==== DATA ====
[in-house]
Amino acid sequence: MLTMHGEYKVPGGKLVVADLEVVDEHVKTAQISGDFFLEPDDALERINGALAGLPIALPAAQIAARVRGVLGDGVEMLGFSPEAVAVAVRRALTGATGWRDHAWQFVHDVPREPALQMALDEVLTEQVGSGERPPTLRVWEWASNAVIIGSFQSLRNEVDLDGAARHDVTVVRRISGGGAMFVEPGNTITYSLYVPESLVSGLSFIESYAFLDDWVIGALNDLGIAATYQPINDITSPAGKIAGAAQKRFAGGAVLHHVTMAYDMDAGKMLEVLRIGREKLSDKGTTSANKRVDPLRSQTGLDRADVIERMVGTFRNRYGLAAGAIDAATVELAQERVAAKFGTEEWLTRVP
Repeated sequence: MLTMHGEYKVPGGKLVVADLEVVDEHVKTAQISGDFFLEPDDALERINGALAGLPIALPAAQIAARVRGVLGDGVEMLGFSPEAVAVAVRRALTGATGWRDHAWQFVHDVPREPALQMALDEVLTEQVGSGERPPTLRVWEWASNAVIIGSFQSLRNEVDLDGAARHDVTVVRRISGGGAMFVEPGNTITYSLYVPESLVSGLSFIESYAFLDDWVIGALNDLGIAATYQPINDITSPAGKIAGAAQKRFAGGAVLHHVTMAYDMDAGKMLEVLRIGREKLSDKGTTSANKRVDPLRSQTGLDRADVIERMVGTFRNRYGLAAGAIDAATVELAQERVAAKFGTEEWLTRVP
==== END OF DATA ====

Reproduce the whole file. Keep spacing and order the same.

[in-house]
Amino acid sequence: MLTMHGEYKVPGGKLVVADLEVVDEHVKTAQISGDFFLEPDDALERINGALAGLPIALPAAQIAARVRGVLGDGVEMLGFSPEAVAVAVRRALTGATGWRDHAWQFVHDVPREPALQMALDEVLTEQVGSGERPPTLRVWEWASNAVIIGSFQSLRNEVDLDGAARHDVTVVRRISGGGAMFVEPGNTITYSLYVPESLVSGLSFIESYAFLDDWVIGALNDLGIAATYQPINDITSPAGKIAGAAQKRFAGGAVLHHVTMAYDMDAGKMLEVLRIGREKLSDKGTTSANKRVDPLRSQTGLDRADVIERMVGTFRNRYGLAAGAIDAATVELAQERVAAKFGTEEWLTRVP
Repeated sequence: MLTMHGEYKVPGGKLVVADLEVVDEHVKTAQISGDFFLEPDDALERINGALAGLPIALPAAQIAARVRGVLGDGVEMLGFSPEAVAVAVRRALTGATGWRDHAWQFVHDVPREPALQMALDEVLTEQVGSGERPPTLRVWEWASNAVIIGSFQSLRNEVDLDGAARHDVTVVRRISGGGAMFVEPGNTITYSLYVPESLVSGLSFIESYAFLDDWVIGALNDLGIAATYQPINDITSPAGKIAGAAQKRFAGGAVLHHVTMAYDMDAGKMLEVLRIGREKLSDKGTTSANKRVDPLRSQTGLDRADVIERMVGTFRNRYGLAAGAIDAATVELAQERVAAKFGTEEWLTRVP